Adolescents' Stigmatisation of Mental Illness
Greenman, A. M. (2012). Adolescents’ Stigmatisation of Mental Illness (Thesis, Master of Social Sciences (MSocSc)). University of Waikato, Hamilton, New Zealand. Retrieved from http://hdl.handle.net/10289/7560
Permanent Research Commons link: http://hdl.handle.net/10289/7560
Stigmatisation of individuals with mental illness has a negative effect on their quality of life, help seeking behaviour, treatment outcomes, and on the individual‟s self-esteem and self-efficacy. The stigmatisation of mental illness has a harmful impact on the individual experience of mental illness and is found to reduce help-seeking behaviour. Adolescents in particular, are theorised to be the most vulnerable to the effects of stigmatisation and vulnerable to mental illness. This makes the identification of possible stigma within the adolescent population the first of several important steps on the road to reducing stigmatisation of mental illness and increasing help-seeking behaviour within this population. This study examined how the knowledge that someone has a mental illness affected adolescent cognitions about that person. The results indicate no significant difference for the total scores on the PPQ for the experimental and control conditions. However, the adolescents did show stigmatisation of mental illness when looking at the individual questions on the PPQ. They saw the interviewee as hostile, less competent as a parent, and as someone they would be less likely to go to for help in solving their problems. This research supports international literature which suggests the most prevalent mental illness stigmatisations are related to dangerousness and competence.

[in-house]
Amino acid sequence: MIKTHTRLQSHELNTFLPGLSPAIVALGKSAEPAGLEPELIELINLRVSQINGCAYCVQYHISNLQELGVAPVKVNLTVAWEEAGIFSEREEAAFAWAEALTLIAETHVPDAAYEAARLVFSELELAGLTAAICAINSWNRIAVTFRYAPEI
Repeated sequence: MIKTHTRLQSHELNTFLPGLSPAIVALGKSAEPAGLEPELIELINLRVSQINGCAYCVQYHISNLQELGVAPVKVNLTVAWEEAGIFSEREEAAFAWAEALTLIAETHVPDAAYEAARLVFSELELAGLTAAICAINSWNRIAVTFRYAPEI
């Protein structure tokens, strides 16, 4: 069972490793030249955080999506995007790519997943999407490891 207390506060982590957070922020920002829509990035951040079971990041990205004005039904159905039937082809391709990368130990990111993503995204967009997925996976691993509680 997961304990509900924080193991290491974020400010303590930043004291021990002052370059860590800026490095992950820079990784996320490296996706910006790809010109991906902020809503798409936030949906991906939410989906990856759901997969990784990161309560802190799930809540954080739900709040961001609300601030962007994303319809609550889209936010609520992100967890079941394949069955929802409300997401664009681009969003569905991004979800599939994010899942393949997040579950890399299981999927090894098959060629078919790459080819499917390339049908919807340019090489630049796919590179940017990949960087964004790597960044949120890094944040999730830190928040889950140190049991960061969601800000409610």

University of Waikato
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